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Child left with severe hearing problems after undiagnosed tuberculosis

A young girl with a rare form of TB that left her with chronic ear infections and ultimately deafness has received sizeable damages after her GP failed to advise her to have a BCG vaccination and to diagnose the problem. She and was represented by clinical negligence solicitor Henry Dyson.

Photo: istock

20 April 2005

A three year old girl contracted a rare form of tuberculosis in Indonesia which left her with chronic ear infections and ultimately loss of hearing. Her GP failed to advise on BCG vaccination before the visit and also failed to diagnose the infection on her return. She received sizeable damages which have been placed in trust until she is an adult.

Visitors to Asia are at increased risk of contracting TB

The child’s Indonesian mother was planning to take her daughter on an extended trip to visit her Indonesian family. She went to see her GP prior to their trip. The girl was only vaccinated against typhoid, despite advice to doctors that all those travelling to Asia for longer than a month are at increased risk of contracting tuberculosis.

After her trip she returned to the doctors a number of times over the next few years with chronic ear infections and discharge from her ears. Three years after her Indonesian trip she was shown to be almost totally deaf in both ears. However, it wasn’t until five years after her trip that she was finally diagnosed with having the rare condition of tuberculosis infection in both ears.

Anti-tuberculosis therapy would have saved her hearing

It is believed that she picked up the infection while on holiday, and that a preventative BCG injection would have protected her from this. Her tuberculosis infection should also have been picked up soon after her return from Indonesia. If she had received the appropriate triple anti-tuberculosis therapy she would not have suffered from such an extended infection and her hearing would have been saved.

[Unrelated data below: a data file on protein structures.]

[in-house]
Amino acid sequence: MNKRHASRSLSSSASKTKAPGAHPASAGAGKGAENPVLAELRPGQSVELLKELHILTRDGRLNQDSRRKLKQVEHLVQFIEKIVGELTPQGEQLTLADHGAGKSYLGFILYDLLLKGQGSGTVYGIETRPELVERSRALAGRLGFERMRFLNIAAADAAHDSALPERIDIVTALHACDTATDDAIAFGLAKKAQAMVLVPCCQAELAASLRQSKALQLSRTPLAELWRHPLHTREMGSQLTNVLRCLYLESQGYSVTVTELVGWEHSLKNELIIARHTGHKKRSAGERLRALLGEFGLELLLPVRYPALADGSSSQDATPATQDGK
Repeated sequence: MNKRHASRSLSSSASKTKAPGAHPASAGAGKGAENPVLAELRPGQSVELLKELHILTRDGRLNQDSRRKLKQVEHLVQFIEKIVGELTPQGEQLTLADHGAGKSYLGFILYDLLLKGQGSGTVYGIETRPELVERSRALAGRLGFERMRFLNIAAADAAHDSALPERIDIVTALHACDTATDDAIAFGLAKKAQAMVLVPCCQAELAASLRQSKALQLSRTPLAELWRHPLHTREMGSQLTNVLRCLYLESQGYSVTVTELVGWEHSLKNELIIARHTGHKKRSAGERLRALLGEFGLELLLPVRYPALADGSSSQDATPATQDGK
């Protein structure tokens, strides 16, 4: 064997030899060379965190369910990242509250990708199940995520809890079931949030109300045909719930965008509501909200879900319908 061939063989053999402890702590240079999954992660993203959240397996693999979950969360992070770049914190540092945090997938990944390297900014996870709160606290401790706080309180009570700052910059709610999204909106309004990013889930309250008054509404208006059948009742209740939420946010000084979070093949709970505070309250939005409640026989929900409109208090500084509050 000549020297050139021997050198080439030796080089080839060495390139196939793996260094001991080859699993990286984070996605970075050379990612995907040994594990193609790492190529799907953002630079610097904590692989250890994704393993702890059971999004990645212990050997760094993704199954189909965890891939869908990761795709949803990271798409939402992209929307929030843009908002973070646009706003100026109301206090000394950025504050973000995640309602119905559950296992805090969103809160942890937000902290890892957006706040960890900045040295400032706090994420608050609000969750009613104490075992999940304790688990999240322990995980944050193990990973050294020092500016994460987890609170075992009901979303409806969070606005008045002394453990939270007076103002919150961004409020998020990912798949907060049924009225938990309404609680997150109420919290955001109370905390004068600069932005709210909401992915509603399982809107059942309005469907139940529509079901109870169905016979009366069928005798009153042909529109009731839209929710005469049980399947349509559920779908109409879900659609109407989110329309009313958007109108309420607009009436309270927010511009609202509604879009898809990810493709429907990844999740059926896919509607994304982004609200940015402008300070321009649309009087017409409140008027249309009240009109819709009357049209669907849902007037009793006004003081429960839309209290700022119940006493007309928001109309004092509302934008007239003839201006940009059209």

The family were represented by clinical negligence solicitor Henry Dyson. A sizeable amount of damages were negotiated on her behalf in an out of court settlement. As well as covering the expense of medical treatment and sophisticated hearing aids, the highest proportion of the compensation was for future loss of earnings, due to the fact that her loss of hearing would hinder her in the jobs market.

For more information, or of you have think you may have a claim and want free initial advice, please call 020 7650 1200.

Information was correct at time of publishing. See terms and conditions for further details.

Information was correct at time of publishing. See terms and conditions for further details.

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